[ Prev ][ Table of Contents ][ Front Page ][ Talkback ][ FAQ ][ Next ]
...making Linux just a little more fun!
So You Wanna Create Your Own x86 Operating System?
By Patrick Mahoney

1. Introduction

One of the great difficulties a hobbyist programmer faces when trying to start the development of his own OS is finding out where to start. Many books describe in-depth theoretical OS concepts, yet noone seems to take a hobyist programmer by the hand and bring him face to face with these concepts. This is precisely what this article aims at doing.

Several articles related to this topic appeared in the last few issues of the Linux Gazette. I plan to approach it in a much less programming oriented manner, only presenting to the reader the tools and tips he will need to begin the development of his own OS. Once done with this article, the interested reader should be all set to start browsing the resources available to him and start designing and coding.

You might not be aware of it, but operating system development doesn't start at the beginning. (!!) Writing a solid bootloader is a whole project in itself, and I would not advise one to begin an OS development project by writing a bootloader. Many reliable ones are available for free (Grub, lilo, ppcboot, etc...). If you plan on writing your own, I suggest you delay this task to a later stage of the project. In this article, I will be using GNU Grub, the Grand Unified Bootloader.

2. Description of the development environment

To ease the pain that OS development will bring to you, you will need to set up an adapted development environment which meets a certain number of requirements:

This article will present one of many possible environments which meets these requirements. It will consist of a development machine and a testbed machine that both lie on a common network.

2.1 The development machine

Obviously, this machine will need to be equipped with a good set of programming tools: assembly and C compilers, a linker and a 'make' utility are musts.

A tool I found more useful than I initially thought it would be is an emulator. Such a tool will help debug your kernel and will allow you to rapidly test your newly added line of code. Don't be fooled, though. An emulator never replaces a good ol' testbed machine.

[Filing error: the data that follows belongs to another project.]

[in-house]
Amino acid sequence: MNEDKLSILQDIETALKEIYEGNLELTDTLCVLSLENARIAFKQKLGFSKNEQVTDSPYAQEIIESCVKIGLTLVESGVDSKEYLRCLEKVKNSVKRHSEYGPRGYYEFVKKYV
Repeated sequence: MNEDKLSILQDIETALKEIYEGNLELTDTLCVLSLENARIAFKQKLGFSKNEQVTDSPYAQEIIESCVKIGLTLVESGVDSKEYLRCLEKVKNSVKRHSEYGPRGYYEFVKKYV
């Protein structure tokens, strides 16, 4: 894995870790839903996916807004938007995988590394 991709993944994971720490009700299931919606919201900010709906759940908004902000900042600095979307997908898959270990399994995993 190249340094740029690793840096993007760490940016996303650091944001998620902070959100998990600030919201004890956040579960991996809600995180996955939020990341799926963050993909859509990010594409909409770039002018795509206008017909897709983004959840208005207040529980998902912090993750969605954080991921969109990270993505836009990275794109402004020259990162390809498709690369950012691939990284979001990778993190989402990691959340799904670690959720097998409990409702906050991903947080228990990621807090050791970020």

Next, you need a TFTP server. This tool will allow your testbed machine's tftp enabled bootloader to acquire a kernel from the development machine via the network connection.

2.2 The testbed machine

All this machine needs is a network card and a TFTP enabled bootloader that supports it.

3. Setup of the development environment

3.1 The development machine

The chosen programming tools are:

Bochs version 1.4.1 is the chosen x86 emulator. Special care should be taken to compile it with debugger mode enabled. These commands should do the job:

	$ ./configure --enable-x86-debugger
	$ make
In order to properly use Bochs, you need to create a disk image. This image needs to have both a bootloader and a filesystem. This can be done using the mkbimage script. If you're too lazy to do it yourself, grab this gzipped 10MB disk image and add
	diskc: file=c.img, cyl=24, heads=16, spt=63
to your .bochrc file.

As for the TFTP server, I chose to use atftpd. It's an easy to use linux-based TFTP server implementation.

3.2 The testbed machine

The chosen bootloader is GNU Grub version 0.92. Special care should be taken to enable Grub's tftp client to talk to your network card. My testbed machine has a cheap NE2000 ISA clone. Following carefully the netboot/README.netboot instructions, I used these commands:
	$ ./configure --enable-ne --enable-ne-scan=0x220
	$ make
Note that a PnP PCI card would be easier to configure. Now, you can either install the Grub images on the testbed machine's MBR or on a floppy which your testbed machine will boot from. I prefer the latter, since my testbed machine is also used for other purposes, and therefore, I'd rather not play with its HD.